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QM Example

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Posted by Richard Ruquist on August 15, 2001 15:24:24 UTC

Suppose we have a plain coherent light wave impinging on a double-slit. From electromagnetic theory we can calculate an interference pattern on a detector screen behind the double slit screen.

But from quantum mechanics we know that if we allow only one photon at a time to pass through the slits, the location of the photon detection on the detector screen could be anywhere in the interference pattern except at its nulls.. It is only after numerous photons are so detected that the interference pattern emerges.

So the interference pattern is the probability of where a single photon might be detected.

Now let's compare this to the process of throwing dice. Can I get your agreement that what number comes up for a particular throw is random with probability of 1/6 for each of the numbers?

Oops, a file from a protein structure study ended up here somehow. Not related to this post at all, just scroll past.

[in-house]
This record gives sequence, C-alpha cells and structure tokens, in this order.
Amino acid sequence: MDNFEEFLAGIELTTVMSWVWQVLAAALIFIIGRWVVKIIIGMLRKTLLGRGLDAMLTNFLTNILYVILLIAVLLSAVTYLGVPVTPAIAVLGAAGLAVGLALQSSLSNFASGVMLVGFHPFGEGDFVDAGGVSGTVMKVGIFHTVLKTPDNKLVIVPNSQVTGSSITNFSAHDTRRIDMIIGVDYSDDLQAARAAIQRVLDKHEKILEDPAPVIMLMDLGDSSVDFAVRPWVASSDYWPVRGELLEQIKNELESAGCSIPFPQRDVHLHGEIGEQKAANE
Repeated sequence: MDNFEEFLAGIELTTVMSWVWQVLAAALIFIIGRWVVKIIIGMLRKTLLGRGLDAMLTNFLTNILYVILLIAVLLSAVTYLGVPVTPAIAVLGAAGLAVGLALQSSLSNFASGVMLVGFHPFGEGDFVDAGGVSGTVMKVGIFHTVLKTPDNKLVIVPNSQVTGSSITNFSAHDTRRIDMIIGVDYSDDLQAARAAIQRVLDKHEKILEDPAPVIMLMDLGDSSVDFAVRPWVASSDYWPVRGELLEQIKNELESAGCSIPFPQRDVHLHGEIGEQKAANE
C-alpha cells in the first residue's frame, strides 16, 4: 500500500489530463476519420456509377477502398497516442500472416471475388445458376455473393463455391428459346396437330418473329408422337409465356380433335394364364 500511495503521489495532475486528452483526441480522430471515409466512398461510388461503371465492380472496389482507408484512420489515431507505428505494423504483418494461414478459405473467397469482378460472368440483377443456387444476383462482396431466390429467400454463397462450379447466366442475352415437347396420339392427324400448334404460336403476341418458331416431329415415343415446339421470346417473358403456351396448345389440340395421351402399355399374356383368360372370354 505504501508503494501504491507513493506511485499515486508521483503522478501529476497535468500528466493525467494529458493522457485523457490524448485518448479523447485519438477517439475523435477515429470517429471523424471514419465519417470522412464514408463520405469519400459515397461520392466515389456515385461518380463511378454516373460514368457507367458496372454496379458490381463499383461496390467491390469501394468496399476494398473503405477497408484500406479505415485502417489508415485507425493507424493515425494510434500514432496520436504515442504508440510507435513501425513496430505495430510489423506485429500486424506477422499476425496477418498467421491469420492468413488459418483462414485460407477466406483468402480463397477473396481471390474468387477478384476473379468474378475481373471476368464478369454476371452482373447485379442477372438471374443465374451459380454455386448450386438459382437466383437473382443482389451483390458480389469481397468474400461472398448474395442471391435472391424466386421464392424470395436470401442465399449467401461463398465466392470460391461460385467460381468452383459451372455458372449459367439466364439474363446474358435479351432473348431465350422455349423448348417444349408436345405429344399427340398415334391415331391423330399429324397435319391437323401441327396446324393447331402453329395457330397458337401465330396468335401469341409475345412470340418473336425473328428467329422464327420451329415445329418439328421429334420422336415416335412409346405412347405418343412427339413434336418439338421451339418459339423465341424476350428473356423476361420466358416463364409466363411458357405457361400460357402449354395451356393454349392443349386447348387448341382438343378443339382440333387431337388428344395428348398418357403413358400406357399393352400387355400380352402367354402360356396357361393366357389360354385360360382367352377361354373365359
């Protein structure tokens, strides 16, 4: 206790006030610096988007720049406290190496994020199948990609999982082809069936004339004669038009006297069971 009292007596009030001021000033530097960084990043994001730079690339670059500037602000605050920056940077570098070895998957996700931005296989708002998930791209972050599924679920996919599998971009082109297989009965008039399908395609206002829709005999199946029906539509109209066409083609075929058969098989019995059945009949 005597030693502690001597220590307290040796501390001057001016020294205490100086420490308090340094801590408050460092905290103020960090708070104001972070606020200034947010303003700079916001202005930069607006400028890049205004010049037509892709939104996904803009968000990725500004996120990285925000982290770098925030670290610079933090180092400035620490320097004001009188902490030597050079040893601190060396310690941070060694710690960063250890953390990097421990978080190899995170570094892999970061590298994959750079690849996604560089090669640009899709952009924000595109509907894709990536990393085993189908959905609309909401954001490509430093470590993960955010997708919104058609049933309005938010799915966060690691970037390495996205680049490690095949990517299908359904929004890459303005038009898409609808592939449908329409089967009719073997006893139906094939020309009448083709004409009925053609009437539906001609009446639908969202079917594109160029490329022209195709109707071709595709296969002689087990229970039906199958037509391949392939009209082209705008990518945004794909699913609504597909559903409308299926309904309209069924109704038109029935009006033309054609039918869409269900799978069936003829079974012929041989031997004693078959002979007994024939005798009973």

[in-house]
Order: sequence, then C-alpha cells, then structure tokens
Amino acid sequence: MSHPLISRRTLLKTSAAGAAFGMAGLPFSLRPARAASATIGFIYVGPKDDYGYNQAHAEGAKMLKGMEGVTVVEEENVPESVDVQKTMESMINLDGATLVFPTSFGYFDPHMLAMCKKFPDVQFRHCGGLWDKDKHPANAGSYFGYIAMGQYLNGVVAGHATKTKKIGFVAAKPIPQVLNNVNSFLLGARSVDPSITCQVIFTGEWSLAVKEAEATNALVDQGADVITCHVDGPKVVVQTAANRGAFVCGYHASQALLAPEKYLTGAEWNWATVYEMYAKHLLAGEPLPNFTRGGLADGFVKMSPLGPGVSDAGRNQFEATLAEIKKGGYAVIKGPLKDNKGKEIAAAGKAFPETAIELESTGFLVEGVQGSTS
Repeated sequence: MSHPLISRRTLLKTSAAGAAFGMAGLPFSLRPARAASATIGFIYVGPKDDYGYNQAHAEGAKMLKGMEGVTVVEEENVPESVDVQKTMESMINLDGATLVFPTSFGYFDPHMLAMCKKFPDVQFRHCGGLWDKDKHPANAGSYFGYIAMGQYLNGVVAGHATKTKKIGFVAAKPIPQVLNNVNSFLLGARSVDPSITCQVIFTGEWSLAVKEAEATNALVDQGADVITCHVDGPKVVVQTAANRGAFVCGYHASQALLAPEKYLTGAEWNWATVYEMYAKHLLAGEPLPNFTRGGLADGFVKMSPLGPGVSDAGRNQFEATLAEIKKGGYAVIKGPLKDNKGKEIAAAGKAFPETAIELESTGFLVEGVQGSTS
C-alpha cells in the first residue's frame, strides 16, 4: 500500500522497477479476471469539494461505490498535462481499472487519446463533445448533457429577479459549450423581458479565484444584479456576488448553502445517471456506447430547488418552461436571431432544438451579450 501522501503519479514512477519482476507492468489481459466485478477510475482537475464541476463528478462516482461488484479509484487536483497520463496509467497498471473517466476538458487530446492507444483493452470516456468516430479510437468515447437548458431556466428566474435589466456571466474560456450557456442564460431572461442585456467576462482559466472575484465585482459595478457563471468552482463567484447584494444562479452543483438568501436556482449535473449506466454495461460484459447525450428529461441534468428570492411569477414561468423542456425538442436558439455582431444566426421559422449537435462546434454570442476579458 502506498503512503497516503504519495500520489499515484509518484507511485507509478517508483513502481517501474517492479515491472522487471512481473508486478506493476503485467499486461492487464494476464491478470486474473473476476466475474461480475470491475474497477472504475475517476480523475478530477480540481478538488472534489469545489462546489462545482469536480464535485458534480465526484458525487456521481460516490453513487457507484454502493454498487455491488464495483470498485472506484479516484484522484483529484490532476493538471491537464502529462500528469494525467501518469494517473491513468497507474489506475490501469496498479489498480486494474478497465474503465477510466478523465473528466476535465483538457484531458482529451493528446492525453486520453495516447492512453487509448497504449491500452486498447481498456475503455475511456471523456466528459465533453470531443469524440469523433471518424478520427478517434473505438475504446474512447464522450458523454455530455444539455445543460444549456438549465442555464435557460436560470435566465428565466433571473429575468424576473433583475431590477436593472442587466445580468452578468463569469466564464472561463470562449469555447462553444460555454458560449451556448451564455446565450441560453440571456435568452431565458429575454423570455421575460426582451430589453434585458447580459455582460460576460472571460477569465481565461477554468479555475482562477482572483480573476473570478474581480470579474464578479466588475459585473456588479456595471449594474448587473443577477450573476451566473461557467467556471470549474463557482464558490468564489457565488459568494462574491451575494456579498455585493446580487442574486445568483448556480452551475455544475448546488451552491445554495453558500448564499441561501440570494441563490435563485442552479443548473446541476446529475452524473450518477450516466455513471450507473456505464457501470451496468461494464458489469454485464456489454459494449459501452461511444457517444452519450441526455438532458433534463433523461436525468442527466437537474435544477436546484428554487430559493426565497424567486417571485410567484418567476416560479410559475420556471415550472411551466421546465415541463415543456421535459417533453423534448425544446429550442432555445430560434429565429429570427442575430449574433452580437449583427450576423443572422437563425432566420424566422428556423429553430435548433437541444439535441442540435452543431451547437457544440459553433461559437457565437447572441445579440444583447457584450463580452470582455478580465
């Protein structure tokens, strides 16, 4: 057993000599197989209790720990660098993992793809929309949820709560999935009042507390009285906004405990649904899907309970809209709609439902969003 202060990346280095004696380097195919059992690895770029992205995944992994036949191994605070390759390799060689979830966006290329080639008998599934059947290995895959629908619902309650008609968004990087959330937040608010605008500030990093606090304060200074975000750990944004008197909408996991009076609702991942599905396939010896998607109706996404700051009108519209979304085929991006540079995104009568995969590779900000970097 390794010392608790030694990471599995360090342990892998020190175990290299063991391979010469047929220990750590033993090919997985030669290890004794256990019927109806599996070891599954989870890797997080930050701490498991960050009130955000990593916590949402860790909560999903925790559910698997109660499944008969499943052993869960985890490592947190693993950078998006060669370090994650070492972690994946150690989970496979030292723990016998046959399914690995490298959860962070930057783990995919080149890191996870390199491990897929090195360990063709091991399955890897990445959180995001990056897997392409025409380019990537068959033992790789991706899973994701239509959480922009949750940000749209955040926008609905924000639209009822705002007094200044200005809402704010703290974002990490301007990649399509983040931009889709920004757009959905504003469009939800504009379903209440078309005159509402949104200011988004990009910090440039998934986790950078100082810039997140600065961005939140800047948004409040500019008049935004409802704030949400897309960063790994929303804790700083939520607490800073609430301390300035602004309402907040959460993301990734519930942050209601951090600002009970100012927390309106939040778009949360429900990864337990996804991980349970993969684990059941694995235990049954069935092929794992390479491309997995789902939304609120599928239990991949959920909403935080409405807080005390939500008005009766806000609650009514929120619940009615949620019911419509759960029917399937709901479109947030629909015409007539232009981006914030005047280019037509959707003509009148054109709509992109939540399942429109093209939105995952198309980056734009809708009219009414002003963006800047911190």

If so then the dice experiment and the double-slit experiment behaves exactly the same. The randomness is evident for a few trials. But if we get enough trials, each of the dice numbers comes up roughly the same number of times. We can even calculate the deviation away from the norm.

So it is in this sense that physical processes are random. If we knew all the forces acting on the dice all the time, we could calculate what number comes up each time. But that does not mean that the process of throwing dice is not random. If you define randomness differently, then you are not using convention.

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